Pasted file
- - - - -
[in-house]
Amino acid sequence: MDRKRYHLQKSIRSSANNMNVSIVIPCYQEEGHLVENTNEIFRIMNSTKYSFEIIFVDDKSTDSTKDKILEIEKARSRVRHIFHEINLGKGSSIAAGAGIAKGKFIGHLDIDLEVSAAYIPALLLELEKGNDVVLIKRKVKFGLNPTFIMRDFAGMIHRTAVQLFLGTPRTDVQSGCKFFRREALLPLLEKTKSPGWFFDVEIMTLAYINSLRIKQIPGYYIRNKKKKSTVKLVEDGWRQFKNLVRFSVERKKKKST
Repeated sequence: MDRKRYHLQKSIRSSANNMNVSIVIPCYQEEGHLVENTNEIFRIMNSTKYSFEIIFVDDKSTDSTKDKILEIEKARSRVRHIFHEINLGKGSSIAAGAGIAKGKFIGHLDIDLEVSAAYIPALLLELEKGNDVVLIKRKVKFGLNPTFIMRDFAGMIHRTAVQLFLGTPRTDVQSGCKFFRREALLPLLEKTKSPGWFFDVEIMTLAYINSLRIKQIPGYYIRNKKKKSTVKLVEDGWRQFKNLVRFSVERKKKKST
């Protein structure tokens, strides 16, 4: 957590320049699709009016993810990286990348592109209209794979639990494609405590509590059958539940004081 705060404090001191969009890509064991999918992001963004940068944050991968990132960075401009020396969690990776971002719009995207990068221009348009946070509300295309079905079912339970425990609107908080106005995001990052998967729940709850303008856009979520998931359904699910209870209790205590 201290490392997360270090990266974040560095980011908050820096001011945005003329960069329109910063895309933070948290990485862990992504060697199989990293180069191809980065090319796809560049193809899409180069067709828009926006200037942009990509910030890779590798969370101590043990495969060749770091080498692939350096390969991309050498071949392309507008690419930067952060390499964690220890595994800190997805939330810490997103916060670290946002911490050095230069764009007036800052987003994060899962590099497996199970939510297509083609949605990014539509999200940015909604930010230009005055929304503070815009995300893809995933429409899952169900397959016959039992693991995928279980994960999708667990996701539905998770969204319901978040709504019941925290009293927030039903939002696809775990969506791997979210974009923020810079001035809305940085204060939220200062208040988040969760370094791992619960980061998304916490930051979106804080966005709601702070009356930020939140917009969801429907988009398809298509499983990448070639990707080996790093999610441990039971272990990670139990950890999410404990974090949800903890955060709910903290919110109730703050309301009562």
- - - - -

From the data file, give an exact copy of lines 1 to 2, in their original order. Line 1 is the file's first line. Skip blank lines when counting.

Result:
[in-house]
Amino acid sequence: MDRKRYHLQKSIRSSANNMNVSIVIPCYQEEGHLVENTNEIFRIMNSTKYSFEIIFVDDKSTDSTKDKILEIEKARSRVRHIFHEINLGKGSSIAAGAGIAKGKFIGHLDIDLEVSAAYIPALLLELEKGNDVVLIKRKVKFGLNPTFIMRDFAGMIHRTAVQLFLGTPRTDVQSGCKFFRREALLPLLEKTKSPGWFFDVEIMTLAYINSLRIKQIPGYYIRNKKKKSTVKLVEDGWRQFKNLVRFSVERKKKKST